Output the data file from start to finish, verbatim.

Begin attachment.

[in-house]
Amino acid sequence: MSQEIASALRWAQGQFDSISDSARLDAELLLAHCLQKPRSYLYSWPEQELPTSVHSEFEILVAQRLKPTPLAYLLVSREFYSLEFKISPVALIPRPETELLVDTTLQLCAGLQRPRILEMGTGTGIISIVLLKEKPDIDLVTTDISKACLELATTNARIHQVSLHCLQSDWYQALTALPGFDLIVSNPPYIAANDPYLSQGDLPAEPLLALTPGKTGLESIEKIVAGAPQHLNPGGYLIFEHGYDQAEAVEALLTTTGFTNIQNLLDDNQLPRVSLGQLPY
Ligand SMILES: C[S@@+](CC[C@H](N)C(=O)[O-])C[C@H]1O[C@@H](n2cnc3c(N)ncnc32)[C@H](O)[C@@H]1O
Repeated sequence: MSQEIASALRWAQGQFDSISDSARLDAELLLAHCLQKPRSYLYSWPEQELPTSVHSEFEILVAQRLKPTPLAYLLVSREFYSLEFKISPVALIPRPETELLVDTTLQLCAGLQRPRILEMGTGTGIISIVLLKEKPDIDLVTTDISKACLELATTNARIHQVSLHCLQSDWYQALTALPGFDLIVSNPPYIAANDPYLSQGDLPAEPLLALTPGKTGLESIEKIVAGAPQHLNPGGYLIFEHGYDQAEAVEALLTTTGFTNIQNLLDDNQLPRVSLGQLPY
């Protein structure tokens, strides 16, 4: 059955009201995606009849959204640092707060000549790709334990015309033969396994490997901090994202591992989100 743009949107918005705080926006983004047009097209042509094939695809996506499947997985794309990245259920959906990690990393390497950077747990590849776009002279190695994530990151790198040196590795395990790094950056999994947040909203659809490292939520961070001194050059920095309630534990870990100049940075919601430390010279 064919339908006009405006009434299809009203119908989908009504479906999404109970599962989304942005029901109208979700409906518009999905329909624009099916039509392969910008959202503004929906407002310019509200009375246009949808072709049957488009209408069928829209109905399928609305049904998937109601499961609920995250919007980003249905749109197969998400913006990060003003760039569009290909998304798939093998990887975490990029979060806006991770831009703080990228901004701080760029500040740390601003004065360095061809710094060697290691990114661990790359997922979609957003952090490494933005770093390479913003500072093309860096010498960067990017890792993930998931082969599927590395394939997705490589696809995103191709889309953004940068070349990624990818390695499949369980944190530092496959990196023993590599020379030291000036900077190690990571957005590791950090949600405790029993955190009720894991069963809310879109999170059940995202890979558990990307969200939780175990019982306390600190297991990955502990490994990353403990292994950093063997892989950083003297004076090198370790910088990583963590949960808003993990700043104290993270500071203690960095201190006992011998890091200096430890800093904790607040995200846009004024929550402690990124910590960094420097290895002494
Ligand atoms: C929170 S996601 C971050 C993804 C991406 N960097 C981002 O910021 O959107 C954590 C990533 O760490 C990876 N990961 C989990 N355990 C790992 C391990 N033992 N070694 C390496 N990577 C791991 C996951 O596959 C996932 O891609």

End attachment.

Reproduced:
[in-house]
Amino acid sequence: MSQEIASALRWAQGQFDSISDSARLDAELLLAHCLQKPRSYLYSWPEQELPTSVHSEFEILVAQRLKPTPLAYLLVSREFYSLEFKISPVALIPRPETELLVDTTLQLCAGLQRPRILEMGTGTGIISIVLLKEKPDIDLVTTDISKACLELATTNARIHQVSLHCLQSDWYQALTALPGFDLIVSNPPYIAANDPYLSQGDLPAEPLLALTPGKTGLESIEKIVAGAPQHLNPGGYLIFEHGYDQAEAVEALLTTTGFTNIQNLLDDNQLPRVSLGQLPY
Ligand SMILES: C[S@@+](CC[C@H](N)C(=O)[O-])C[C@H]1O[C@@H](n2cnc3c(N)ncnc32)[C@H](O)[C@@H]1O
Repeated sequence: MSQEIASALRWAQGQFDSISDSARLDAELLLAHCLQKPRSYLYSWPEQELPTSVHSEFEILVAQRLKPTPLAYLLVSREFYSLEFKISPVALIPRPETELLVDTTLQLCAGLQRPRILEMGTGTGIISIVLLKEKPDIDLVTTDISKACLELATTNARIHQVSLHCLQSDWYQALTALPGFDLIVSNPPYIAANDPYLSQGDLPAEPLLALTPGKTGLESIEKIVAGAPQHLNPGGYLIFEHGYDQAEAVEALLTTTGFTNIQNLLDDNQLPRVSLGQLPY
């Protein structure tokens, strides 16, 4: 059955009201995606009849959204640092707060000549790709334990015309033969396994490997901090994202591992989100 743009949107918005705080926006983004047009097209042509094939695809996506499947997985794309990245259920959906990690990393390497950077747990590849776009002279190695994530990151790198040196590795395990790094950056999994947040909203659809490292939520961070001194050059920095309630534990870990100049940075919601430390010279 064919339908006009405006009434299809009203119908989908009504479906999404109970599962989304942005029901109208979700409906518009999905329909624009099916039509392969910008959202503004929906407002310019509200009375246009949808072709049957488009209408069928829209109905399928609305049904998937109601499961609920995250919007980003249905749109197969998400913006990060003003760039569009290909998304798939093998990887975490990029979060806006991770831009703080990228901004701080760029500040740390601003004065360095061809710094060697290691990114661990790359997922979609957003952090490494933005770093390479913003500072093309860096010498960067990017890792993930998931082969599927590395394939997705490589696809995103191709889309953004940068070349990624990818390695499949369980944190530092496959990196023993590599020379030291000036900077190690990571957005590791950090949600405790029993955190009720894991069963809310879109999170059940995202890979558990990307969200939780175990019982306390600190297991990955502990490994990353403990292994950093063997892989950083003297004076090198370790910088990583963590949960808003993990700043104290993270500071203690960095201190006992011998890091200096430890800093904790607040995200846009004024929550402690990124910590960094420097290895002494
Ligand atoms: C929170 S996601 C971050 C993804 C991406 N960097 C981002 O910021 O959107 C954590 C990533 O760490 C990876 N990961 C989990 N355990 C790992 C391990 N033992 N070694 C390496 N990577 C791991 C996951 O596959 C996932 O891609």